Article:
Hybrid Car – More Fun with Less Gas

70 mpg - Page 3

register ::  Login Password  :: Lost Password?
Posted by Josepi on January 5, 2010, 12:27 am
 


I wonder how they get those "hole-in-ones".


I have 50% vision in one eye (construction accident).  I commonly
drive with an eye patch in daylight.  For driving, depth perception
with one eye is no different than with two.  My eye doc told me that -
said that deph perception only functions at close range. I didn't
believe it but it is true.  Try it yourself.  Close one eye, look at
something more than 20 ft away and you will see you can accurately
guage the distance.  Now at short range, such as parking, it is a real
problem.  I cannot tell within a couple feet how close my car is to an
obstacle.

Harry K



Posted by harry k on January 5, 2010, 4:05 pm
 



So you didn't even try the test?  What part of being able to
accurately guage distance with one eye did you miss?

Harry K

Posted by Josepi on January 5, 2010, 6:21 pm
 

You didn't answer my question.

Again:  "How do the golfers get those hole-in-ones" if there is no depth
perception after 20 feet of distance. I haven't seen the measuring tapes
out.


Your statement is physically impossible with only one eye. You are imagining
the depth perception based on your memory of object sizing. It's just crap.
The science centres typically have depth perception challenges that
disproves your theory.



So you didn't even try the test?  What part of being able to
accurately guage distance with one eye did you miss?

Harry K


I wonder how they get those "hole-in-ones".

 I have 50% vision in one eye (construction accident). I commonly
 drive with an eye patch in daylight. For driving, depth perception
 with one eye is no different than with two. My eye doc told me that -
 said that deph perception only functions at close range. I didn't
 believe it but it is true. Try it yourself. Close one eye, look at
 something more than 20 ft away and you will see you can accurately
 guage the distance. Now at short range, such as parking, it is a real
 problem. I cannot tell within a couple feet how close my car is to an
 obstacle.

 Harry K




Posted by Scott on January 6, 2010, 1:48 am
 

On Tue, 5 Jan 2010 13:21:39 -0500, in alt.energy.homepower, "Josepi"


Do you know any golfers that can hit a hole-in-one, every single time, on a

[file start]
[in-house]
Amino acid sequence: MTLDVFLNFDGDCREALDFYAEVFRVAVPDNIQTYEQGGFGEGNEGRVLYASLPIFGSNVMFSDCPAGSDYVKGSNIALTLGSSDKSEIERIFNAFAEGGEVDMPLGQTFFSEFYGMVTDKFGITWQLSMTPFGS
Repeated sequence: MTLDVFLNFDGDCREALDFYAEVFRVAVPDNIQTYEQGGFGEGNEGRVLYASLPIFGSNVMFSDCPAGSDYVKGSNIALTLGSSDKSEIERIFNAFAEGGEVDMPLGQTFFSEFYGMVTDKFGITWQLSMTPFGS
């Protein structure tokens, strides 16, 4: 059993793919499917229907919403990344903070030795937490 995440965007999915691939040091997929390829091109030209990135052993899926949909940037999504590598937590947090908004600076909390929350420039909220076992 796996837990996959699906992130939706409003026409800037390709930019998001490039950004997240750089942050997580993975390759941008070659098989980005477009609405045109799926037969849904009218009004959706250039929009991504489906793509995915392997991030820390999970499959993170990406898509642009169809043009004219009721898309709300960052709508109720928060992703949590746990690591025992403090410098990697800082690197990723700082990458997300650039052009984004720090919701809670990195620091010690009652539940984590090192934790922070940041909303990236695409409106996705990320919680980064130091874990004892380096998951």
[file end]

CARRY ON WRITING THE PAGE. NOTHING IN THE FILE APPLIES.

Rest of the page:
hole they've never played before?  Or every single time on a hole they've
played a thousand times?  If not, your argument is void.

Diminution of differential binocular vision with distance can be shown with
simple math.  I don't know the cutoff angle -- not my field of expertise --
but I wager it's closer than you think.


I had partial vision loss in one eye for a long time (regained with surgery
a few years ago, yay).  You can get a sense of distance using only one eye,
all you do is bob your head back and forth a little so that you get two
viewing angles on the same object.  Sense of depth isn't quite as good as
true binocular vision, but it's much better than none.


Posted by harry k on January 6, 2010, 5:04 am
 


The question was an example of a person displaying his stubborn
insistance that he knows he is right without tryign a simple test.

I'll take the word of a eye surgeon over someone posting on the
internet any day.   I'll also stack up my personal experience against
someone who won't even step out the door and close one eye.

Harry K

This Thread
Bookmark this thread:
 
 
 
 
 
 
  •  
  • Subject
  • Author
  • Date
---> Re: 70 mpg Jim Wilkins01-03-2010
| |--> Re: 70 mpg Jim Wilkins01-03-2010
| | `--> Re: 70 mpg Bruce Richmond01-16-2010
| |--> Re: 70 mpg Bruce Richmond01-17-2010
| |     ---> Re: 70 mpg Alistair Gunn01-19-2010
| |       `--> Re: 70 mpg Daniel who want...01-19-2010
| ---> Re: 70 mpg Bruce Richmond01-16-2010
please rate this thread